“…don’t just relegate your questions to facts, try to get at how they feel. “does that make you feel like there isn’t an answer?”; “how did you feel when the solutions didn’t work”
Now that you know what’s setting their hair on fire, it’s time to talk about the solutions you can bring to the table. And don’t just rattle off a list of features or products. Show that you actually heard what they were telling you, by relating specific solutions to specific problems they are facing. Give examples of how your solution solved the same problem for another client. Be specific and relate everything back to solving their problem. Because, actually no one cares about what we all do for a living – they only care about how we can make their day better.
Next up, you need some details on how they envision the process unfolding. Are they vetting other providers, where are they in that process – beginning, middle or are they at the end of the process. What do they anticipate to be the timing, would they want to engage someone next week, next month or next quarter.
And finally, what is their budget. Now I know this one is a hot topic – but you have to at least ask. And you can absolutely believe they are going to ask you about pricing.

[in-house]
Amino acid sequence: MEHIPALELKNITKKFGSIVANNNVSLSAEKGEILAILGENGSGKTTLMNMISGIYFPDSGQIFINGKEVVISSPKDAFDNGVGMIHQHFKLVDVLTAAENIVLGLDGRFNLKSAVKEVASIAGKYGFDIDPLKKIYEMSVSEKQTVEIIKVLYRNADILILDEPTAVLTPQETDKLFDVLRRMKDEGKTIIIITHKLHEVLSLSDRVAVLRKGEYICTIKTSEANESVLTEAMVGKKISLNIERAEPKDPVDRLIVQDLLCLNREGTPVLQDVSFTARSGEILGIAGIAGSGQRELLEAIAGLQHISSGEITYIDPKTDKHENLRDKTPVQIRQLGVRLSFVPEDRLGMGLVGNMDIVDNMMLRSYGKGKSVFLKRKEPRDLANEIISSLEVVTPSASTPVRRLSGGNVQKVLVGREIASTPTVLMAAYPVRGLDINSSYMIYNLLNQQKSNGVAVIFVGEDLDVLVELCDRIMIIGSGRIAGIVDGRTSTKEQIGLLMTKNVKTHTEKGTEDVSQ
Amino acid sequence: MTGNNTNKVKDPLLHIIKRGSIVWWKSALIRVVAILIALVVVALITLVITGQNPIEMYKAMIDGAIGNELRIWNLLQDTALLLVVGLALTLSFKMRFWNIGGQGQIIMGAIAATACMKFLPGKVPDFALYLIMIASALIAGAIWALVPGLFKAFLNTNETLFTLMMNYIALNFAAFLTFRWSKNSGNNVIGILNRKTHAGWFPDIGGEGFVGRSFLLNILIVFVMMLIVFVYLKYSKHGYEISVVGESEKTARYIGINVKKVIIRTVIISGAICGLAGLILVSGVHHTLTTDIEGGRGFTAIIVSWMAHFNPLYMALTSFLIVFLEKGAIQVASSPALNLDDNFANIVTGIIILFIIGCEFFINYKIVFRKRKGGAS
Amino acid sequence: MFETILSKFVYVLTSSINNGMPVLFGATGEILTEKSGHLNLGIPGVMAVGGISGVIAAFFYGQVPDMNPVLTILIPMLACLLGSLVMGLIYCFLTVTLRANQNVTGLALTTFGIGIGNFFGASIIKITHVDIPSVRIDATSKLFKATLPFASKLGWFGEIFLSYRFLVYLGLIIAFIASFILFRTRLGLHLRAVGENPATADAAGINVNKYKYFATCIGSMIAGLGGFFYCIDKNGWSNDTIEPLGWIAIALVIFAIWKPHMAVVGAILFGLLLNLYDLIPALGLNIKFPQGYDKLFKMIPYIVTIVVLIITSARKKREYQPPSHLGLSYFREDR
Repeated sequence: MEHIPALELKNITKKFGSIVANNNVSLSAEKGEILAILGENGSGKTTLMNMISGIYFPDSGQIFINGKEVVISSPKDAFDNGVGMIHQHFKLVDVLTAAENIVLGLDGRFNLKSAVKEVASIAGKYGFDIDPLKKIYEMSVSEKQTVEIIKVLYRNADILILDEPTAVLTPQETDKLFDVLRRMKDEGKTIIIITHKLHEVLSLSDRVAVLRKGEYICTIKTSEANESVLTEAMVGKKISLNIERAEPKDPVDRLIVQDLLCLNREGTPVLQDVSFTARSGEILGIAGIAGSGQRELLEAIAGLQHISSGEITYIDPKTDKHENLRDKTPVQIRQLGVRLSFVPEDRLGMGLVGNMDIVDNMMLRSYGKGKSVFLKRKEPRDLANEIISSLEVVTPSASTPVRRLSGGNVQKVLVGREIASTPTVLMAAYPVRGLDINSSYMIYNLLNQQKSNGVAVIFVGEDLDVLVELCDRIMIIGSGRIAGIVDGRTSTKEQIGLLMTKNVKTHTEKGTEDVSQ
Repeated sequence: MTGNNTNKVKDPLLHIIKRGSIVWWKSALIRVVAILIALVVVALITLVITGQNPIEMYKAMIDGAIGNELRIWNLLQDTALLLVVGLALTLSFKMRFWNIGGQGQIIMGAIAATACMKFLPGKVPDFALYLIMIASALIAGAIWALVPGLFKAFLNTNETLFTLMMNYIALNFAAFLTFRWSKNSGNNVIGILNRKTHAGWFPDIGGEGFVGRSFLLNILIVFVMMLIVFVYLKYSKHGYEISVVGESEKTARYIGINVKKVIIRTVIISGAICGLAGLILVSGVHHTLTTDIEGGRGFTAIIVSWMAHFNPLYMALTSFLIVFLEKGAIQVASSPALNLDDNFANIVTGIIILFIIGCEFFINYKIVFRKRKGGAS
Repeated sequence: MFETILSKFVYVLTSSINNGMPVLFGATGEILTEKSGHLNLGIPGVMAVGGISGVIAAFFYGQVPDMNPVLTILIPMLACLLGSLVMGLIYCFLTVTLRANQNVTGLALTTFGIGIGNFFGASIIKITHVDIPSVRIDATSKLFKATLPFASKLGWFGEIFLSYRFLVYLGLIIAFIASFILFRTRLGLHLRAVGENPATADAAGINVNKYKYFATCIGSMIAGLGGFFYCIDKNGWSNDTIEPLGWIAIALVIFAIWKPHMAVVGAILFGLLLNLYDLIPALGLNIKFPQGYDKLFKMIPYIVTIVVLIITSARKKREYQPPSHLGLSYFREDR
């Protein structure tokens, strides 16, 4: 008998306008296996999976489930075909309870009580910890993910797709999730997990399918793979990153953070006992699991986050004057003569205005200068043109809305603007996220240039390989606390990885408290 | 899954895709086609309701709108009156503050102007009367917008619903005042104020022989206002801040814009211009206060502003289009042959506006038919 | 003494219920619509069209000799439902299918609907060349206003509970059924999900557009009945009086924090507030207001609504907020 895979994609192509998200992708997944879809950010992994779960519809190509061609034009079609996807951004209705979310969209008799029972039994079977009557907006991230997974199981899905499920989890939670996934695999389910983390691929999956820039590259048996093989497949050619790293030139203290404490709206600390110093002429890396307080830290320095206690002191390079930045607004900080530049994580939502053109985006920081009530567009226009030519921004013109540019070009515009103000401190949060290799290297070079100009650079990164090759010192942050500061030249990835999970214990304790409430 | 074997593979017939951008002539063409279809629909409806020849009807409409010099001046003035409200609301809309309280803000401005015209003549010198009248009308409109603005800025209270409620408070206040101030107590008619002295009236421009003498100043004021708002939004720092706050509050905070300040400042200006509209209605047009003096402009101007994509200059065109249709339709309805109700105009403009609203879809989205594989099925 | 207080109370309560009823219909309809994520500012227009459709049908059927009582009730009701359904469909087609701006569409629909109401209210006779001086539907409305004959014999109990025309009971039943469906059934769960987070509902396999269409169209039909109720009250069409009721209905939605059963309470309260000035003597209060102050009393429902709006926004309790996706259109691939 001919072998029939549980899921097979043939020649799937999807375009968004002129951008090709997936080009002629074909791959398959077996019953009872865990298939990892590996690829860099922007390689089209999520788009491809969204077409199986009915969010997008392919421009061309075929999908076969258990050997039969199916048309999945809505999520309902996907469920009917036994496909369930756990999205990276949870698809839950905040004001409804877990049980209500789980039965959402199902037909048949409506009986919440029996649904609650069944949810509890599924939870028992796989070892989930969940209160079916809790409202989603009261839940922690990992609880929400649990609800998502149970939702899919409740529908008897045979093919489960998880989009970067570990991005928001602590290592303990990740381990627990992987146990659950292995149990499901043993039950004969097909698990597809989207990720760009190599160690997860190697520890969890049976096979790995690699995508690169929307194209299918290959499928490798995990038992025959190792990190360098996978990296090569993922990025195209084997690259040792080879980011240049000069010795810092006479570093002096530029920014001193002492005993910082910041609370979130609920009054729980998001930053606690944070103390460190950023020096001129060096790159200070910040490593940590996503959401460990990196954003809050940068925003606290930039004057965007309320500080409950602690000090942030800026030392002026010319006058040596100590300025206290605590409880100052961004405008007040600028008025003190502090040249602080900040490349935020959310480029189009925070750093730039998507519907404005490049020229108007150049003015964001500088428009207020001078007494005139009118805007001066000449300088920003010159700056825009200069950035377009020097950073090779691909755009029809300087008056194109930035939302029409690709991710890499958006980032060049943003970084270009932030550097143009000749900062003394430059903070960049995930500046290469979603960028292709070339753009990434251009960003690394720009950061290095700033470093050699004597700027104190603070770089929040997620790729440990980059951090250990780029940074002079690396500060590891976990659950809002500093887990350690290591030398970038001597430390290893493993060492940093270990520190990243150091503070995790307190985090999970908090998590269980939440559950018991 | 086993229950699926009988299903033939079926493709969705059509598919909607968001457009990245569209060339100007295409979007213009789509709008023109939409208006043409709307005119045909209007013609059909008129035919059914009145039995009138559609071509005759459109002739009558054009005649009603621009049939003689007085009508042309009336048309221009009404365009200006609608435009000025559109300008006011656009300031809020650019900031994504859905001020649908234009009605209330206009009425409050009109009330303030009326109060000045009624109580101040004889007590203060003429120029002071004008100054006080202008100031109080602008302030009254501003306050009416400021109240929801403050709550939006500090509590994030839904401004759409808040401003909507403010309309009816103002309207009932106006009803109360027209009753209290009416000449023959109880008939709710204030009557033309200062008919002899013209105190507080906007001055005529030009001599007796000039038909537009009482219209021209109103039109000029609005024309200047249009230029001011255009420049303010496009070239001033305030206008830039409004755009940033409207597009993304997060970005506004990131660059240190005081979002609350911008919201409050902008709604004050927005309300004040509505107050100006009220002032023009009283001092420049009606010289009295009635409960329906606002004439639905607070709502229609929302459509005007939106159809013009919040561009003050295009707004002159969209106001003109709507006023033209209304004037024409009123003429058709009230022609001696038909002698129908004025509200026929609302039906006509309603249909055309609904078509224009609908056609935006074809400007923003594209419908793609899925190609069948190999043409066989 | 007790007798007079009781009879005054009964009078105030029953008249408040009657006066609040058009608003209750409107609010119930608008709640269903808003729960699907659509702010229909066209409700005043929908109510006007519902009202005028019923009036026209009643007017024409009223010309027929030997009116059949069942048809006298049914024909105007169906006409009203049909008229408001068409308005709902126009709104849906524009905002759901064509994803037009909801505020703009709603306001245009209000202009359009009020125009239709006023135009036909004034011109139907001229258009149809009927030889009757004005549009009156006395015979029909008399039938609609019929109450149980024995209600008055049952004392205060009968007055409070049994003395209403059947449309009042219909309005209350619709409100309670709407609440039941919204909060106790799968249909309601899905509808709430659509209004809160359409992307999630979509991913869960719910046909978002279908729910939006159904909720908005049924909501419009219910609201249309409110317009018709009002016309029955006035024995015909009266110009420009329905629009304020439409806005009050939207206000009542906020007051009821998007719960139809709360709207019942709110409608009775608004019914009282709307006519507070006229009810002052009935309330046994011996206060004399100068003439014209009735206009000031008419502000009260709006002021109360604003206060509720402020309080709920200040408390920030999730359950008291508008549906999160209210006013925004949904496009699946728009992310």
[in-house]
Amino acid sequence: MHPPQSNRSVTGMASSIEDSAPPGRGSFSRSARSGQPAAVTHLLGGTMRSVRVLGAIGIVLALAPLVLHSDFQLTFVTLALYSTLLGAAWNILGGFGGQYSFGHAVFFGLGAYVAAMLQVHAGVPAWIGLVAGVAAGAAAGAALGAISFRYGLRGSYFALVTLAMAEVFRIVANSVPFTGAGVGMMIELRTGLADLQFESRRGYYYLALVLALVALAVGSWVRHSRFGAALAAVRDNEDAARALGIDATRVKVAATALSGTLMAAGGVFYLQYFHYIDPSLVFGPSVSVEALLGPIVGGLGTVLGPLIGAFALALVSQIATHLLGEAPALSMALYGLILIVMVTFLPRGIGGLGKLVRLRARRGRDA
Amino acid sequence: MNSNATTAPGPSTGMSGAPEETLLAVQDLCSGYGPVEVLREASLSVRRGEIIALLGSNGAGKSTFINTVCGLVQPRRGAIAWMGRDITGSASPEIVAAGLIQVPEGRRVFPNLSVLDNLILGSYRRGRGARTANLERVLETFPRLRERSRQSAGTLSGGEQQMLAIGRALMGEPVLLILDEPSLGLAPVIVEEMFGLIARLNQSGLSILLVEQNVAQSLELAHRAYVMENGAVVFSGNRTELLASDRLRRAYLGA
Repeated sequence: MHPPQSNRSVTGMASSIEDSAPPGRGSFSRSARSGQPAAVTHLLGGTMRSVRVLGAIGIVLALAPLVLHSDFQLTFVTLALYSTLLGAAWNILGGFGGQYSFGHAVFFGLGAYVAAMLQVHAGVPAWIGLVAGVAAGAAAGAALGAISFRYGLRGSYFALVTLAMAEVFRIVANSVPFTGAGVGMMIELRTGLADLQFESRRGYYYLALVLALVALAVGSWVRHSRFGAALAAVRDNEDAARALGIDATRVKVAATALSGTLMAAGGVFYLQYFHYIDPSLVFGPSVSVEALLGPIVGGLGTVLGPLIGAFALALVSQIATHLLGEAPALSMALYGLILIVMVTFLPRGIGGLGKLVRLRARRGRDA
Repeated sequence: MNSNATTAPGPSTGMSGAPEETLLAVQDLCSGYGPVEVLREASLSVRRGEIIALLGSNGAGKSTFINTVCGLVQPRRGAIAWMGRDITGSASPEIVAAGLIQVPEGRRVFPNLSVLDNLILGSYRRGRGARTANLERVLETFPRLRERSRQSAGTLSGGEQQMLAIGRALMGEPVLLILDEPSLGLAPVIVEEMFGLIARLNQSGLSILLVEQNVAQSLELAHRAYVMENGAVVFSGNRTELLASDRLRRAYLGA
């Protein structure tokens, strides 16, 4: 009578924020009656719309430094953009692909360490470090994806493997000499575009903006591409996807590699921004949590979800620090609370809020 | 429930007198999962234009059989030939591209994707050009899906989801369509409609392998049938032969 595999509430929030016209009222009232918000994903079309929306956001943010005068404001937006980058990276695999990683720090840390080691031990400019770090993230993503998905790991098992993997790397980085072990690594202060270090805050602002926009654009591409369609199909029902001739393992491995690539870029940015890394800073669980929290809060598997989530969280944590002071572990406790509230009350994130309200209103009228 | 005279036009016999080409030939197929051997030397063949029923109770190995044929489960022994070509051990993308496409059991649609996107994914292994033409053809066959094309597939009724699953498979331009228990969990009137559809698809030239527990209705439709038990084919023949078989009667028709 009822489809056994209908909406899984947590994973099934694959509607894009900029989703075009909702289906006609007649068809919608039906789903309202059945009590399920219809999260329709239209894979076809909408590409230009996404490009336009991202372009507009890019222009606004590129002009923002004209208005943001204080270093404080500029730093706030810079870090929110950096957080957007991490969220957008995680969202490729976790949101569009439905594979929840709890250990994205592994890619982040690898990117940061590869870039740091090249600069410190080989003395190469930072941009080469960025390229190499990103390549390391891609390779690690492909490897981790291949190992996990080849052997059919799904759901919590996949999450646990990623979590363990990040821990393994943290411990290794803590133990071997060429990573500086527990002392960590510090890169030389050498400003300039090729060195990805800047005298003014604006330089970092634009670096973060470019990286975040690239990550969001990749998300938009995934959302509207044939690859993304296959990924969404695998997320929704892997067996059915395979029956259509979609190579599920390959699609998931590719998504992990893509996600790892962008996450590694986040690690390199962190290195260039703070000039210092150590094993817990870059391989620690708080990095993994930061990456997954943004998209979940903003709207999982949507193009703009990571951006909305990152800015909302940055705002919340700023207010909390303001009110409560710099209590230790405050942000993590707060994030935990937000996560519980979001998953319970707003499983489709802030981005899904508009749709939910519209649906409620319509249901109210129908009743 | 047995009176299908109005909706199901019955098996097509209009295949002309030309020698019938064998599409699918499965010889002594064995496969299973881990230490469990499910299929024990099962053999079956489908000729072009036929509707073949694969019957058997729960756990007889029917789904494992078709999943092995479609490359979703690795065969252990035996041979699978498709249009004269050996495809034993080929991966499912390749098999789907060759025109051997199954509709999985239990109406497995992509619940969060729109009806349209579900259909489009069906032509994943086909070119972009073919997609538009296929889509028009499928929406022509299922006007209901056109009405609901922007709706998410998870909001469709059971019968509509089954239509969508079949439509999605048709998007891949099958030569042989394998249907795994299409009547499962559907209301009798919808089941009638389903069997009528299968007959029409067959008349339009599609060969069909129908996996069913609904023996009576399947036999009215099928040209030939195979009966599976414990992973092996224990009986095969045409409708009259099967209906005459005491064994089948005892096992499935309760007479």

Now there are different schools of thought around pricing. Some gurus say never mention price during the discovery call – others say never send a proposal with prices, only deliver them when you can be present to walk the client through the items.
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For me – I say do what you feel is right for you and your business. For Idomeneo, I generally like to send a proposal with the fees outlined, following the discovery call. I’m not keen on giving a price on the phone because I want to review all the details of the discovery call before we put the fees together.
But yes, I absolutely do include our fees in the proposal.
I don’t want the prospect to feel like we’re playing some sort of sales game with them. I know they need the numbers, and I know it will be part of their decision making process. So, I just put it out there.
Now another important point for entrepreneurs. Don’t negotiate against yourself!
If you’re anything like me, before you even put the numbers in the proposal, you start second guessing yourself.
Listen, your service is worth what you said it is worth. Price your services fairly, and then put your numbers out there without hesitation. Worst case scenario – they won’t select you because they’ll think you’re charging too much. Well, provided you’re charging reasonable, market informed fees – then let them go. They would end up being the client that nickeled and dimed you to death anyway. They aren’t the client for you.
And best case scenario, they’ll engage you on the spot.
But honestly, most times it’s someplace in the middle – it will spark a discussion; and that’s a good thing too.
And finally, end the call by locking down the next steps. Is there someone else you should meet with, are you sending a proposal, what happens next.
If you use this framework, you’re sure to have a productive discovery call, every time.